The following remarks were delivered by DA Shadow Deputy Minister of Police, Dianne Kohler Barnard MP, during the debate on murder in the National Assembly today.
Why are we as a nation no longer outraged by murder?
At the very moment South Africans were protesting yesterday, two farmers were murdered. One in Deneysville, brutally beaten and then shot nine times. His 12 year old son, also terribly beaten, has survived. And yet another farmer was murdered on a farm in Vryheid. Statistics show us that these are likely to be only the tip of the iceberg – 50 more people from our townships to our suburbs, from our farms to our cities, throughout our country, might have met their end in a gruesome murder yesterday, and 52 more will lose their lives today.
Yet the deaths of these 52 South Africans will remain virtually unremarked. Such as, for example, Andrew and Loryn Monakane. The Monakane’s were brutally murdered on their farm Graigmont, near Dewetsdorp in the Free State. He was shot dead, probably not before she was gang raped, but certainly before she was shot in the face. She died the next day.
This attack on two upcoming black farmers slipped by barely making a blip on the radar and from the media’s side there seemed to be little interest. Shortly before their murder another black farmer from the Eastern Cape and his housekeeper were also murdered. No one here knows about it.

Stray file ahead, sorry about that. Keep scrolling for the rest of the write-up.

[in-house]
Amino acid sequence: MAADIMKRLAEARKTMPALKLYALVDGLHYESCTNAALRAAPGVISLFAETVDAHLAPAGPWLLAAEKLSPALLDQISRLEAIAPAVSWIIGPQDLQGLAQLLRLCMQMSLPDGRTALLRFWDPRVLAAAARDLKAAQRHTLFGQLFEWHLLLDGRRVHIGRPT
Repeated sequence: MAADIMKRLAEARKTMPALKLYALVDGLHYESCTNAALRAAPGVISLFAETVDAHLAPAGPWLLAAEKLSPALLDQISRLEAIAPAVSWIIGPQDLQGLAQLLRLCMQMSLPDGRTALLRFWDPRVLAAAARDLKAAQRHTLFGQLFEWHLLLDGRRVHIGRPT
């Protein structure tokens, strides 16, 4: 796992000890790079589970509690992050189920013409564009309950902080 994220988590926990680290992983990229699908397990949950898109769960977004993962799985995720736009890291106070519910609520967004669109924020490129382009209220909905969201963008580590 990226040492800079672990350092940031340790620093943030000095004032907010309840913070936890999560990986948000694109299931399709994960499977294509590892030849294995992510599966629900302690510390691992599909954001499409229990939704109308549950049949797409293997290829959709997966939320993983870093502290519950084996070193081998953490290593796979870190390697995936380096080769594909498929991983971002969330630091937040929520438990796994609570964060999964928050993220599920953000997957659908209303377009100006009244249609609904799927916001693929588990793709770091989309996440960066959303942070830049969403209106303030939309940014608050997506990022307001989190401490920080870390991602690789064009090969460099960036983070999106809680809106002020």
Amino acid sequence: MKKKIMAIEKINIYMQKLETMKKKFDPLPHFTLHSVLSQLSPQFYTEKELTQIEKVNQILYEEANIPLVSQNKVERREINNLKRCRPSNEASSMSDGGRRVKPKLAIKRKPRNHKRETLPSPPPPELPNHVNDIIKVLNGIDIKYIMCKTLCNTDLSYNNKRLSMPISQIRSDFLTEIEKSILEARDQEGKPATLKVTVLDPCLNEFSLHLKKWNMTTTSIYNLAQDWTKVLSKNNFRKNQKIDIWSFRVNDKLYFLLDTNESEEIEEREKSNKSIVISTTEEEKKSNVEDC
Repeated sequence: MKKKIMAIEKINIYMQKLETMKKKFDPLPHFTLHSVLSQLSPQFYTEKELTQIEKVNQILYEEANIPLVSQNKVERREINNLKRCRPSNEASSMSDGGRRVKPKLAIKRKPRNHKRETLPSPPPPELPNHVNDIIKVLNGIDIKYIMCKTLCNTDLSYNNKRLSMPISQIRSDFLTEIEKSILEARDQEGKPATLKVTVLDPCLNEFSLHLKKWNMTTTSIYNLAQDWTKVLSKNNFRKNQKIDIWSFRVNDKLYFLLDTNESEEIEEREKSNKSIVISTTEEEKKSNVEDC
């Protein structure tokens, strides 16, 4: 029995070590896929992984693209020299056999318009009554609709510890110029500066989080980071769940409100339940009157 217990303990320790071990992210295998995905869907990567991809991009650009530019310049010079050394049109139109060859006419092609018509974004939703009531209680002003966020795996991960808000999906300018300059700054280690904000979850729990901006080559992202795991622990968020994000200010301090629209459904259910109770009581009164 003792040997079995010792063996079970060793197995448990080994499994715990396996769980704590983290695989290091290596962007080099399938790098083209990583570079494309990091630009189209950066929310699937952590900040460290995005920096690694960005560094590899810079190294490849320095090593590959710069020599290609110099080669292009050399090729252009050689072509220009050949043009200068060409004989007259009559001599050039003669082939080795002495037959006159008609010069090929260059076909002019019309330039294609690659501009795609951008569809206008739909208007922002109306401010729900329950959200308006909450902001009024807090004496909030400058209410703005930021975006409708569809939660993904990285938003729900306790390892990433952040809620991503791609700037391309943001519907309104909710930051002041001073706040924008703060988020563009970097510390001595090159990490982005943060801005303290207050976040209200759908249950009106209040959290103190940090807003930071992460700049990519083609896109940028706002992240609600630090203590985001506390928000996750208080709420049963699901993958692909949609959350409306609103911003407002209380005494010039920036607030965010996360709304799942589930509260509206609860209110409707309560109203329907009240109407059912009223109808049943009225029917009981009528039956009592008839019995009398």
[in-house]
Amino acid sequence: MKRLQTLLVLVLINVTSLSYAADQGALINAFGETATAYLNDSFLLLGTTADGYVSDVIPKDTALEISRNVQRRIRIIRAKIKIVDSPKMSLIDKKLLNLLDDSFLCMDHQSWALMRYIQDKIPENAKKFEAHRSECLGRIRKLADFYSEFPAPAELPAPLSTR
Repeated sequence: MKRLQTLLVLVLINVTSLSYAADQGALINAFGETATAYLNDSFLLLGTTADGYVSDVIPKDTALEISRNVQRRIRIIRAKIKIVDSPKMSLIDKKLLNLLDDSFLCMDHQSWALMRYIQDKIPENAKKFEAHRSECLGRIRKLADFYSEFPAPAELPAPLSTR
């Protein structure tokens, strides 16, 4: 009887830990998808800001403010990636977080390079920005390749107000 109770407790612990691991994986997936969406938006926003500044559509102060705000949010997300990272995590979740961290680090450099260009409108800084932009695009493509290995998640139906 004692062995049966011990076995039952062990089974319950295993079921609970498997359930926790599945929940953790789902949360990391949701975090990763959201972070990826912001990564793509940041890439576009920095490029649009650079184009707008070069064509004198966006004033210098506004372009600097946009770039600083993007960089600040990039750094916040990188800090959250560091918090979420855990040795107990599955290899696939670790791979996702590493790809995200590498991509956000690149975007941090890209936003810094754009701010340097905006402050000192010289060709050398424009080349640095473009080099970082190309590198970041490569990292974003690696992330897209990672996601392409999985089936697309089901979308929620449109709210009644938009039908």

Rural areas today are beyond unsafe and the refusal or inability of the police to institute proper rural security measures not only aggravates the situation but has led to the extraordinary pressure-cooker gatherings around the country yesterday during the Black Monday protests.
But of course farmers are by no means the only victims of this terrible violent scourge.
So: 52 murders a day – our babies, our children, our teenagers, our husbands, our wives, our mothers, our fathers.
109 of them are raped each and every day, often before being murdered. 46 of them are hijacked each day, often before being raped and then murdered.
Our police are not even close to getting a grip on violent crime, despite a budget that has been increased by almost 50% since 2011/12 to R87 billion.
How did we become a nation where, the Minister tells me, child murders in South Africa increased 14.5%, totalling a truly appalling 969 cases in a single year? Three children murdered daily. What is worse is that this was a question put to various former Ministers of Police from 2014, and it wasn’t deemed important enough to answer until three years later.
How is it possible that there is such a damning lack of urgency shown by the government in tackling the scourge of child murders? The DA has been trying to pin down statistics for child homicide rates in South Africa for the past ten years, but have been frustrated by a government that is either unwilling to address the crisis, embarrassed by it or indifferent to it.
And how are our children dying? Mainly they are stabbed to death. Alternatively they are shot, cut, beaten to death by bare hands, by sticks, by stones and bricks, strangled with string or wire, poisoned, or kicked to death. You get the idea.